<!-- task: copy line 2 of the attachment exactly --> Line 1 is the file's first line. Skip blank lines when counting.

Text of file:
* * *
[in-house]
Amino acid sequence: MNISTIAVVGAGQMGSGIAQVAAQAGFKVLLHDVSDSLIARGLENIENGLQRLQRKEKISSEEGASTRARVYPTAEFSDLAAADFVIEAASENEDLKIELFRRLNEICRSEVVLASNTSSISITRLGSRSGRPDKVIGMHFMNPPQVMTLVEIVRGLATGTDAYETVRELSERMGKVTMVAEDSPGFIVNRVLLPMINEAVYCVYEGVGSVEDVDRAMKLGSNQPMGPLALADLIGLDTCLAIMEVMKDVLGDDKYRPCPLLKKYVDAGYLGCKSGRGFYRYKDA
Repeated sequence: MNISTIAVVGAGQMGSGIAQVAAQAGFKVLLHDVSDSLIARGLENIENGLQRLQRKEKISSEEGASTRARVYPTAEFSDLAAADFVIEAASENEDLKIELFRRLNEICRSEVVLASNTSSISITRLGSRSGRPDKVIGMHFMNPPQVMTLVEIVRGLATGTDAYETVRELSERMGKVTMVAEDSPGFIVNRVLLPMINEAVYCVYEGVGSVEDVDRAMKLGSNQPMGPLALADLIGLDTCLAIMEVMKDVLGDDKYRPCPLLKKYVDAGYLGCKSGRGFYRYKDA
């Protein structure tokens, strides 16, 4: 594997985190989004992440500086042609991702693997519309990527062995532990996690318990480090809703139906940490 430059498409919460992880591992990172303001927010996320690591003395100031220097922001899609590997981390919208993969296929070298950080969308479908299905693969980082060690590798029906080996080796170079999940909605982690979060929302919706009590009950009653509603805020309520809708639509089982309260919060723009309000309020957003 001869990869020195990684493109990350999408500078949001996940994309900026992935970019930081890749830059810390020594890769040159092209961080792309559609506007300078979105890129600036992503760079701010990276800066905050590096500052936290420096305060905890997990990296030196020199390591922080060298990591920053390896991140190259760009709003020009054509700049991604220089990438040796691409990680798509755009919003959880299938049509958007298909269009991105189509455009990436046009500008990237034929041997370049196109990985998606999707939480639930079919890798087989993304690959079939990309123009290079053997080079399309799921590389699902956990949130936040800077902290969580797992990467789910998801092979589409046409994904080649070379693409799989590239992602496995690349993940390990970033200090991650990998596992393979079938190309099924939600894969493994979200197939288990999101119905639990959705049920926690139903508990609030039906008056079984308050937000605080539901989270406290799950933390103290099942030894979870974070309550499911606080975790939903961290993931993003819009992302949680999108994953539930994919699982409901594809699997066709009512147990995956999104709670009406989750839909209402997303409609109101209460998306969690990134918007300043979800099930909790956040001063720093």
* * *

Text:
Amino acid sequence: MNISTIAVVGAGQMGSGIAQVAAQAGFKVLLHDVSDSLIARGLENIENGLQRLQRKEKISSEEGASTRARVYPTAEFSDLAAADFVIEAASENEDLKIELFRRLNEICRSEVVLASNTSSISITRLGSRSGRPDKVIGMHFMNPPQVMTLVEIVRGLATGTDAYETVRELSERMGKVTMVAEDSPGFIVNRVLLPMINEAVYCVYEGVGSVEDVDRAMKLGSNQPMGPLALADLIGLDTCLAIMEVMKDVLGDDKYRPCPLLKKYVDAGYLGCKSGRGFYRYKDA